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In Bioinformatics (Oxford, England)

MOTIVATION : Cells contain dozens of major organelles and thousands of other structures, many of which vary extensively in their number, size, shape and spatial distribution. This complexity and variation dramatically complicates the use of both traditional and deep learning methods to build accurate models of cell organization. Most cellular organelles are distinct objects with defined boundaries that do not overlap, while the pixel resolution of most imaging methods is not sufficient to resolve these boundaries. Thus while cell organization is conceptually object-based, most current methods are pixel-based. Using extensive image collections in which particular organelles were fluorescently-labeled, deep learning methods can be used to build conditional autoencoder models for particular organelles. A major advance occurred with the use of a U-net approach to make multiple models all conditional upon a common reference, unlabeled image, allowing the relationships between different organelles to be at least partially inferred.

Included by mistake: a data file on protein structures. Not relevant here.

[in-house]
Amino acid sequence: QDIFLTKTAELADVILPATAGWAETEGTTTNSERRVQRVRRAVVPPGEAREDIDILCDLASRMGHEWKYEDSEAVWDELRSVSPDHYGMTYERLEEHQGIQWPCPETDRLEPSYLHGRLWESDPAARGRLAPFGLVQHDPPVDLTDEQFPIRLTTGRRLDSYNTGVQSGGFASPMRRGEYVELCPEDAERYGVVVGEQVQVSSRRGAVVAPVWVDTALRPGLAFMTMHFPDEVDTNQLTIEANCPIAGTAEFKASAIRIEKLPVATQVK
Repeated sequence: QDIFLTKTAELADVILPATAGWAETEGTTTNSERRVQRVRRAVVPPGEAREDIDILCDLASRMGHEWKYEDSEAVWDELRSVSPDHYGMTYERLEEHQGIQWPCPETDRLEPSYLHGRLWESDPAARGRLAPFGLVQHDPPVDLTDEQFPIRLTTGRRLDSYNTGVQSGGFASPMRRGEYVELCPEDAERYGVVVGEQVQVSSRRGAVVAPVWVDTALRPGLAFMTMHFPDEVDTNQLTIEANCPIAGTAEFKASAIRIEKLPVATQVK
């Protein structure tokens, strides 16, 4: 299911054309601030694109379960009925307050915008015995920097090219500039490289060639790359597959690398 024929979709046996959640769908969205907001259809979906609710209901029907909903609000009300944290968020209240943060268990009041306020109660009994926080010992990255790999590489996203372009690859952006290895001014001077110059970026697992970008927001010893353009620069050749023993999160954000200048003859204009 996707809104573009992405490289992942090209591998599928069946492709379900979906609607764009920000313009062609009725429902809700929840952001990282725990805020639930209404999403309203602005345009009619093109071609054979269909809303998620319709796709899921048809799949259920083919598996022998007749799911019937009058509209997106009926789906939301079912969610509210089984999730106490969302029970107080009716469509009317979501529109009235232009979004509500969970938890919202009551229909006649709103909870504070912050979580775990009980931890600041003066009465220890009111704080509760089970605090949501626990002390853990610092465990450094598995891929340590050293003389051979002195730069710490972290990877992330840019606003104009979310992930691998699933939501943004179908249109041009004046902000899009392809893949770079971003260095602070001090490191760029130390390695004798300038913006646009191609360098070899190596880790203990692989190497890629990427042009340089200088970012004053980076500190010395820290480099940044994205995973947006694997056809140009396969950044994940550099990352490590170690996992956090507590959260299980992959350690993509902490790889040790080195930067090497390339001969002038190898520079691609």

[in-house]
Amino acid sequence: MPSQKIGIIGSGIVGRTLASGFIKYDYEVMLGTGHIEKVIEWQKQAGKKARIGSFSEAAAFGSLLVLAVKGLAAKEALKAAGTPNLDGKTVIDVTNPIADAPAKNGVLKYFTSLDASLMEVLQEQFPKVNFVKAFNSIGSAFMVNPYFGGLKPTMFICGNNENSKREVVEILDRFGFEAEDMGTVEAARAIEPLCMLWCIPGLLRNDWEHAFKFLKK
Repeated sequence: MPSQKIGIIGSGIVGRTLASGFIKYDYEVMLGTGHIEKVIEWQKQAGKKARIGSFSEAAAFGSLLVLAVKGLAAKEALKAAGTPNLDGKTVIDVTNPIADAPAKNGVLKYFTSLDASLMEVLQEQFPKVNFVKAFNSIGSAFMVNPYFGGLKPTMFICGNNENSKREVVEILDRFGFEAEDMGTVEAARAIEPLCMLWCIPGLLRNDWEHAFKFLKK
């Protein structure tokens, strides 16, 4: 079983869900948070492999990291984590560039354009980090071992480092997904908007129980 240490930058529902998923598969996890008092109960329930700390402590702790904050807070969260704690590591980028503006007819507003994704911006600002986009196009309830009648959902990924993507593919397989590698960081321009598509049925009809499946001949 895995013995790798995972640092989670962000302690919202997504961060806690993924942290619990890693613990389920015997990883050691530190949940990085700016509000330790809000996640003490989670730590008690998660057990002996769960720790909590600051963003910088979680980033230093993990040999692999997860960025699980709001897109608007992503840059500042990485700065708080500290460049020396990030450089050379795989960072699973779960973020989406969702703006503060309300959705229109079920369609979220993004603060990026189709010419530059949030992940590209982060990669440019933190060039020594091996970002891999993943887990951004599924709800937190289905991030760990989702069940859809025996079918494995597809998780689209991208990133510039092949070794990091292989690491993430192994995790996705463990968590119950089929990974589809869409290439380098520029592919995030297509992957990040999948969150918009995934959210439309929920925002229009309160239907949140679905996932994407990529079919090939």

RESULTS : We have developed improved GAN-based approaches for learning these models and have also developed novel criteria for evaluating how well synthetic cell images reflect the properties of real images. The first set of criteria measure how well models preserve the expected property that organelles do not overlap. We also developed a modified loss function that allows retraining of the models to minimize that overlap. The second set of criteria uses object-based modeling to compare object shape and spatial distribution between synthetic and real images. Our work provides the first demonstration that, at least for some organelles, deep learning models can capture object-level properties of cell images.


SUPPLEMENTARY INFORMATION : Supplementary data are available at Bioinformatics online.

Sun Huangqingbo, Fu Xuecong, Abraham Serena, Shen Jin, Murphy Robert F